Who Goes There?
Michael Swanwick has been in the game for over forty years, and shows no sign of slowing down. He debuted in 1980 with a pair of short stories, “Ginungagap” and “The Feast of Saint Janis,” both of which would garner Nebula nominations—not something you see every day with someone’s first work. Swanwick would continue to put out mostly short stories, somewhat sporadically, throughout the ’80s, and even at this early point in his career it was clear he was a writer of a different caliber than most of his peers. While Swanwick did sometimes contribute to then-newfangled cyberpunk scene (see “Dogfight,” his collaboration with William Gibson), he would ultimately be hard to pin down as either a cyberpunk or as one of the so-called humanists; the truth is that Swanwick’s influences are markedly different from those of William Gibson or Kim Stanley Robinson. It also took the SFF world a frustratingly long time to recognize Swanwick’s talents; despite his two Nebula nominations from the outset, it would take another decade for him to win one, coming with his masterful and bewildering 1991 novel Stations of the Tide.
1985 was a big year for Swanwick, though by no means the last of those big years (it’s honestly hard to find Swanwick at a point where he’s not on top of things). Not only did we see In the Drift, his debut novel (greatly expanded from his earlier short story “Mummer Kiss”), but we got some major early short stories from him, including the aforementioned “Dogfight” and the solo story “The Transmigration of Philip K.” Oh yeah, and we got “The Blind Minotaur.” Now, whereas a lot of Swanwick’s early work would appear in either Omni or Asimov’s Science Fiction, “The Blind Minotaur” appeared in Amazing Stories, which surprisingly was still a thing at the time. Why did I pick “The Blind Minotaur” and not something more famous by Swanwick? For one, I was grabbed by the title. I hadn’t read it before, and I’d been meaning to get more into Swanwick’s early stuff. I could’ve reviewed one of his more famous stories, like “The Very Pulse of the Machine,” but I wanted to tackle something more obscure.
“The Blind Minotaur” was first published in the March 1985 issue of Amazing Stories, which is on the Archive. It hasn’t been reprinted much, unfortunately, and both of the major books it’s been reprinted in are themselves out of print now. First we have Swanwick’s short story collection Gravity’s Angels, released in 1991 (also a major year for Swanwick) and comprising most of the short fiction from the first decade of his career. There’s also Gardner Dozois’s anthology The Good New Stuff, which focuses on adventure SF from the late ’70s to the late ’90s, and this would be combined with its predecessor, The Good Old Stuff, to form The Good Stuff. None of these are hard to find used; if I remember right I got The Good Stuff for no more than $15, which ain’t half bad considering it’s two anthologies in one. There’s also the more obscure anthology Bestiary!, co-edited by Gardner Dozois and Jack Dann, which collects stories about mythical creatures reappropriated in modern SFF fiction.
We’re on a far-off planet where the Minotaur, a man with a bull’s head, is being guided by his supposed daughter Yarrow. We never learn the Minotaur’s name, but we soon learn that he is immensely strong and respected, or at least conscpicuous among the normal off-worlders. He’s also blind. Despite his lack of sight, though, his other senses are impeccable, having been heightened by his blindness. Even so, without his sight he needs help getting around.
This was not the replacement world spoken of and promised to the blind. It was chaotic and bewildering, rich and contradictory in detail. The universe had grown huge and infinitely complex with the dying of the light, and had made him small and helpless in the process.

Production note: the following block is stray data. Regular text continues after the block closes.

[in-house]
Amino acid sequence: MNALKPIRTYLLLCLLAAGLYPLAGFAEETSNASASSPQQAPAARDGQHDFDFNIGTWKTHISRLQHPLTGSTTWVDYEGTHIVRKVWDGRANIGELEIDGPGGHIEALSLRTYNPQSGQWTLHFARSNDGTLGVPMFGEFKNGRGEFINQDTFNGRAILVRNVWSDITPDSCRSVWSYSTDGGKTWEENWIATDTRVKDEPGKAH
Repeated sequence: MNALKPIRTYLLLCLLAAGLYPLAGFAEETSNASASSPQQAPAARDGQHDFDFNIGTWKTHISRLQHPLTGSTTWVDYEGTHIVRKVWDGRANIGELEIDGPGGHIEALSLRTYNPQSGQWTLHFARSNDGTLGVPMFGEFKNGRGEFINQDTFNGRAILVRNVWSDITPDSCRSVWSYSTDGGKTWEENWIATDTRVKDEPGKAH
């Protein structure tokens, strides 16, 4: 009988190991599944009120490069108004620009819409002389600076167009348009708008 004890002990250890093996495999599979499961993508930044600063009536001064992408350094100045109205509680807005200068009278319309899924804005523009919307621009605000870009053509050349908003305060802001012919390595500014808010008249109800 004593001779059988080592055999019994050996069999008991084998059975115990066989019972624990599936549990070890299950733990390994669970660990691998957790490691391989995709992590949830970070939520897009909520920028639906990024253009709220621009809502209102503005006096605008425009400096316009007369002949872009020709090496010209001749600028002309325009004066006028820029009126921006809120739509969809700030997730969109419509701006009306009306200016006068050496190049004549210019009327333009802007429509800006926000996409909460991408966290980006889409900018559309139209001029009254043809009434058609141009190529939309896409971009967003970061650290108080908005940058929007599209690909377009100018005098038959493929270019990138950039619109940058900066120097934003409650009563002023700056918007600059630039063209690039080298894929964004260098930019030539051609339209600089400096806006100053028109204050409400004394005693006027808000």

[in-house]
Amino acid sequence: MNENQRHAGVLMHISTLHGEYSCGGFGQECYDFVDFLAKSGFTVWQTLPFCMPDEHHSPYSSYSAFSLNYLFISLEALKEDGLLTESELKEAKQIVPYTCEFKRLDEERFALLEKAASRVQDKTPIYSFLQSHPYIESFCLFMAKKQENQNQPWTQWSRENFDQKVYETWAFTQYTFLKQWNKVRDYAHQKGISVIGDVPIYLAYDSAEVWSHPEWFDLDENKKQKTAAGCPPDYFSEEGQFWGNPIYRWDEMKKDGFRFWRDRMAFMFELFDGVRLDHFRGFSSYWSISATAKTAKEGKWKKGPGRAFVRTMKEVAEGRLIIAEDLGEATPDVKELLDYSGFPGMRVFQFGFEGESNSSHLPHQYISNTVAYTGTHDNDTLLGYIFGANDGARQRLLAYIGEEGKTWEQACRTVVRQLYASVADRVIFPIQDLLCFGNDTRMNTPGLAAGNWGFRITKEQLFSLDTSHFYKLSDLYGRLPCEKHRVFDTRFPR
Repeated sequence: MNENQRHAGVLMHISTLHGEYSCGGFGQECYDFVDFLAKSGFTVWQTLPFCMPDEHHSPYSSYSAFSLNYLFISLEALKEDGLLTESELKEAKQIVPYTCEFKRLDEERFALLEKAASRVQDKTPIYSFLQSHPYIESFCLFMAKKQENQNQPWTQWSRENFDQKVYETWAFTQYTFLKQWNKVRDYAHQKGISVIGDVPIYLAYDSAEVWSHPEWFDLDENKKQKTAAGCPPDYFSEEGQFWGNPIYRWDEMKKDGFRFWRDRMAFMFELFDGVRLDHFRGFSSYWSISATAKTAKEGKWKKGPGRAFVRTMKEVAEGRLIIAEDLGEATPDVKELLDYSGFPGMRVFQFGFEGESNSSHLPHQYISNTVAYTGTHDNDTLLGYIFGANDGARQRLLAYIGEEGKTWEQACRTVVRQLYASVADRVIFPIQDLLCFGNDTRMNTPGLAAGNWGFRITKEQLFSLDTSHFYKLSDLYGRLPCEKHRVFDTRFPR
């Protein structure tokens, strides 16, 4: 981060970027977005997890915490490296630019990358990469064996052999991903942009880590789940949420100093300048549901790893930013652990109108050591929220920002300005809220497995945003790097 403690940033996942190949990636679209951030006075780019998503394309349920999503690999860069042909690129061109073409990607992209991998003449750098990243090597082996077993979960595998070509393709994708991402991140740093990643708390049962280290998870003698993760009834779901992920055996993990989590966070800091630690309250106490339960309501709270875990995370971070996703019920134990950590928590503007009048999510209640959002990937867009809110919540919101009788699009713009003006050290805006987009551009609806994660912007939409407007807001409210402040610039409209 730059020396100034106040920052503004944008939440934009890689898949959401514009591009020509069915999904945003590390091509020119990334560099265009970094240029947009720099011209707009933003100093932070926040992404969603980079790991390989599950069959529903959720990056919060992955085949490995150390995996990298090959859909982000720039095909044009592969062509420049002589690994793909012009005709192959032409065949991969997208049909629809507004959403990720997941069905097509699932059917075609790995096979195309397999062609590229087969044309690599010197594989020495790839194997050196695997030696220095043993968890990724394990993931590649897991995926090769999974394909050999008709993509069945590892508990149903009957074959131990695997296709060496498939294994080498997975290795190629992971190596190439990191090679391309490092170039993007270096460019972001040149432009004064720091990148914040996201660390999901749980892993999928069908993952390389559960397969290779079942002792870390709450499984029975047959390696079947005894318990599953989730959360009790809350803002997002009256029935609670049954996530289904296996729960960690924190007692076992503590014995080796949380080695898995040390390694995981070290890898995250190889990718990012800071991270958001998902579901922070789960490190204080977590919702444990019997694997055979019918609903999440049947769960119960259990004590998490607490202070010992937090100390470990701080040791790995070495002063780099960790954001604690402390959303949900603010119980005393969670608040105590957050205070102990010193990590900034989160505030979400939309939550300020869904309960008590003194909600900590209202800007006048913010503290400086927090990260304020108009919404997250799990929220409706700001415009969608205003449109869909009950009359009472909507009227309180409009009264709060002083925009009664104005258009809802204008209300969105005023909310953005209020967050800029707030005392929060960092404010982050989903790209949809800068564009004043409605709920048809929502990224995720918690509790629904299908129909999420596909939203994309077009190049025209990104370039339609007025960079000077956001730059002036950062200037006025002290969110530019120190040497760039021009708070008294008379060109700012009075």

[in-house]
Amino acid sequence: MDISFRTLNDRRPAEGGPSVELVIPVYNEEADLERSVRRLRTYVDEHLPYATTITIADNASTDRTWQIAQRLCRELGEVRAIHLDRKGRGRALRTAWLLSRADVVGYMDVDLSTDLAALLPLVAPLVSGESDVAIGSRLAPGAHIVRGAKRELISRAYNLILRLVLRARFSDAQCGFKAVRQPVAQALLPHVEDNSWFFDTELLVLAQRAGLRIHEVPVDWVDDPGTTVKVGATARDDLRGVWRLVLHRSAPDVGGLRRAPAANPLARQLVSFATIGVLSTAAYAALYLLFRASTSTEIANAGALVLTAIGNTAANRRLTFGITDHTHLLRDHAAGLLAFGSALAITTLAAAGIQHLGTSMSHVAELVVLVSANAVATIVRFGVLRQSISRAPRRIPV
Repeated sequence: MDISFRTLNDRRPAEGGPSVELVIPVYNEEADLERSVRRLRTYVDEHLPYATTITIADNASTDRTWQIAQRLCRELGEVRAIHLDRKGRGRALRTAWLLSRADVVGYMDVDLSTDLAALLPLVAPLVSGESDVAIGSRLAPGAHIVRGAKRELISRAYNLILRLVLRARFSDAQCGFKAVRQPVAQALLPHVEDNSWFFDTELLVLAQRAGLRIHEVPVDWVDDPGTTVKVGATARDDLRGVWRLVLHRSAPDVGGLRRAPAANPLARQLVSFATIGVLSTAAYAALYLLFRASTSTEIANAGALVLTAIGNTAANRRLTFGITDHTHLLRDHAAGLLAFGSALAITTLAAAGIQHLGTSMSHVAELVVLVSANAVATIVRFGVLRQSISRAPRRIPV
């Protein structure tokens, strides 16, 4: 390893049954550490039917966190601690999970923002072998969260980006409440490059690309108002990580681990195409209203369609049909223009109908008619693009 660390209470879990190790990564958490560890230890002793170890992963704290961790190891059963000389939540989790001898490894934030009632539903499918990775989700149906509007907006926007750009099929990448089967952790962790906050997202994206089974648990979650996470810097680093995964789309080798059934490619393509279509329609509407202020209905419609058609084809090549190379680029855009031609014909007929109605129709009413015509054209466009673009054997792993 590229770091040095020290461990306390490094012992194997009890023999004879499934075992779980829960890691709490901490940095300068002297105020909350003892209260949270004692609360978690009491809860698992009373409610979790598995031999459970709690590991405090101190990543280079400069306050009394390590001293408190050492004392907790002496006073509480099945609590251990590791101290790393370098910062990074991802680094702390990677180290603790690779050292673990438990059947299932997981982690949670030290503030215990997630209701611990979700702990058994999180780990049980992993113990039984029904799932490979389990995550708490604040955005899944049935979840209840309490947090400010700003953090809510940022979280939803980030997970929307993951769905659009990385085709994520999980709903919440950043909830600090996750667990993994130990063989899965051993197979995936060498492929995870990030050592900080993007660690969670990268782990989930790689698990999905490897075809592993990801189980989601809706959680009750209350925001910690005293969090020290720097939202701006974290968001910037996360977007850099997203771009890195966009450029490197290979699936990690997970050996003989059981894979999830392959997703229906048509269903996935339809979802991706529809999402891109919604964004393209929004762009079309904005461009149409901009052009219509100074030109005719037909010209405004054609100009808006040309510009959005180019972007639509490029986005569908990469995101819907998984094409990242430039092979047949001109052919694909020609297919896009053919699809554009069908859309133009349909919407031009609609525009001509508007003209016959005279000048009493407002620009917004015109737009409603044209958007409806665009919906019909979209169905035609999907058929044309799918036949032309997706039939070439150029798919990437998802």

The Minotaur is an immortal, which we don’t get a clear definition of at first, but we at least get the sense that he does not age, though apparently immortals can’t heal naturally. I feel like in this far-future setting it’d be possible to get eye implants, but whatever. Of course, it’s not entirely futuristic; the setting, which is not described in great detail, comes off almost more ancient than futuristic. Within a few pages I’m reminded of Roger Zelazny’s fiction, especially This Immortal and Lord of Light, not to mention Creatures of Light and Darkness, although “The Blind Minotaur” doesn’t straddle the line between SF and fantasy as much. What Swanwick also takes from Zelazny is a curious balance between elegant prose descriptions and a penchant for the vulgar; this story right here is poetic at times, but it’s also horny. Part of me wonders if, even in the ’80s, certain magazine editors had reservations about publishing sexually explicit content. George H. Scithers, then the editor for Amazing Stories, was by no means a prude, but his tenure at Asimov’s Science Fiction showed a lack of keenness for printing edgy material.
While I do find it a bit eyebrow-raising that several women throughout hit up the Minotaur (I feel like having sex with a man who has a bull’s head would make one hesitate), in fairness it’s said that the Minotaur is pretty physically in shape. I mean, not that I’m not into that or anything, but Hank Jankus’s interior artwork paints the Minotaur as a snack, all things considered. Not helping matters is the fact that he’s mostly naked for the whole thing.
We jump back and forth between the past and present, between the Minotaur’s current life as something akin to a bum, his daughter keeping him company, and his past as a vigorous circus performer, picking up babes and working with his friend and colleague, the Harlequin. The result is a story that feels more like two short-shorts in one, but both of these feel rather unfinished—not in the prose department, as Swanwick is excellent as always on a sentence-by-sentence level, but rather in how the Minotaur’s blindness rubs off on the reader. It could also be that I’m a big dummy and that there are vital pieces of information I missed that would, in fact, create a more complete and satisfying narrative.
This is a story that’s both easy and hard to spoil, because Swanwick doesn’t let us in on what’s going on all the time. There’s enough material implied here for at least a novella, but at 15 pages, we’re only given what feels like mere glimpses into a bvast future world. We know that the Minotaur, the Harlequin, and the Woman are immortals, and being immortals apparently gives them both superhuman abilities and a certain privilege in a society where the vast majority of people are normal humans. The Harlequin, as befits his title, is something like a court jester, both the Minotaur’s best friend in his memories and something of a mischievous tormenter. Immortals don’t have names, but instead have titles; I’m not sure if the immortals picked their own titles or if the Lords (a highly advanced alien race we’re not given much info on) had bestowed these titles upon them.